The look the woman at the ground transit desk was giving me made me long for the perplexed suspicion of the TSA agents in the midwest. I resisted the urge to cross my arms over my chest, opting for the charming smile with easily-visible hands stance, hovering just high enough to see her eyes, but not too high.
“You said you were looking for what?” her forehead wrinkled, her sun-weathered skin plastered with enough makeup to make my own face itch. The brown eyes peering over her glasses at me were anything but understanding.
“We had a shuttle scheduled for 10:30,” I explained yet again, “but our flight was delayed taxiing in. We’d like a cab to the downtown Radisson.”
The cross in the center of her chest sparkled at me, and I imagined that her Jesus was up in their heaven sky-land laughing. “I don’t believe there are any cabs around with the right… equipment for your kind.”
Our baggage dropped on the ground when Caleb swooped upwards, perching in a way that was almost dainty.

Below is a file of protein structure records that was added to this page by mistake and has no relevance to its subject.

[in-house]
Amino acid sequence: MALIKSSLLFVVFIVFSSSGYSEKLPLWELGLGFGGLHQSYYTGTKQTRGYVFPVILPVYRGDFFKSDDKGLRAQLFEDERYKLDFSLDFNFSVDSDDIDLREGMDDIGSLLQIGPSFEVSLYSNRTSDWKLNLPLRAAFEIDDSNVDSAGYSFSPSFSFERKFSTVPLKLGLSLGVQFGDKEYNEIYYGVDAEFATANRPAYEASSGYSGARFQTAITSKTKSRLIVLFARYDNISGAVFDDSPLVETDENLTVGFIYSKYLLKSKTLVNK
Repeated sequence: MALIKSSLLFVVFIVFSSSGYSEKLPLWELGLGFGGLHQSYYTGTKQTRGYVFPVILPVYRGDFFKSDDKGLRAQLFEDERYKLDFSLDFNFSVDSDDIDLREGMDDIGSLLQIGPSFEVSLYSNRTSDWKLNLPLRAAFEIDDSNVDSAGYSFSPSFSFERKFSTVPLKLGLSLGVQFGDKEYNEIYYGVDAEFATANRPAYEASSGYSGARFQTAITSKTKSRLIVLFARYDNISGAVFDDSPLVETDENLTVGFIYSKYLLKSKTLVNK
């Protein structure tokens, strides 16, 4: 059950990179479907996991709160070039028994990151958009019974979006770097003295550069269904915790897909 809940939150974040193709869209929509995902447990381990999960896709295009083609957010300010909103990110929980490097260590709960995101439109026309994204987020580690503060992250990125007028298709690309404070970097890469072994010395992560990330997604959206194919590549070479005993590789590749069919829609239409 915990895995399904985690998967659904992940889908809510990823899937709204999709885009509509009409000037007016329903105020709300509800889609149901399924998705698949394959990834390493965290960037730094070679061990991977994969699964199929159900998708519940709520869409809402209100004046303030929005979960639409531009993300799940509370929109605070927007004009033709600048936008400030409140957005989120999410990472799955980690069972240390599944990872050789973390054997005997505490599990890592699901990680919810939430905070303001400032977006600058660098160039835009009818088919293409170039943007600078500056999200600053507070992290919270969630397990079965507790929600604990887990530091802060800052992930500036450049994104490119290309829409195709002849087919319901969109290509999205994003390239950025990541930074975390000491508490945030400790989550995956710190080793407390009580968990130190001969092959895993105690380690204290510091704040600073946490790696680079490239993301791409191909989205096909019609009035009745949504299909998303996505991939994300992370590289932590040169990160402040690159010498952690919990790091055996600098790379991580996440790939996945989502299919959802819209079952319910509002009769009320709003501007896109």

“Marlene,” he said softly, calling the woman’s attention. I watched him, and for a moment was offended that he was butting in – but then I saw it, the faint sparkle when the light hit his eyes, a glow that had the quality of an intricately-cut jewel. Though Dy only rarely used her magick to curie favor with humans in my presence, I’d seen it enough times to recognize it. “It would be to your advantage to pick up that phone and call the nicest, Fae-friendliest cab driver that you can think of.”
Marlene’s eyes narrowed. “I don’t believe in special treatment-”
“It would make you righteous,” he continued, taking a new tack, “so much better than the lost Fae. So much more generous.”
Marlene blinked, and I could see the muse magick taking. She paused, catching her bottom lip between her teeth, and finally went to pick up the phone. The light went out of Caleb’s eyes.
“It will be just a few minutes. You can wait outside,” Marlene said, as polite as could be.
Caleb flashed the woman a peace sign, and I couldn’t help but snicker. Marlene didn’t even seem to acknowledge it.
I picked up my bag, carefully sliding the strap over one shoulder where it wouldn’t interfere with my wings. I stuck my thumbs in my jeans pockets and allowed Caleb to lead the way out the automatic doors.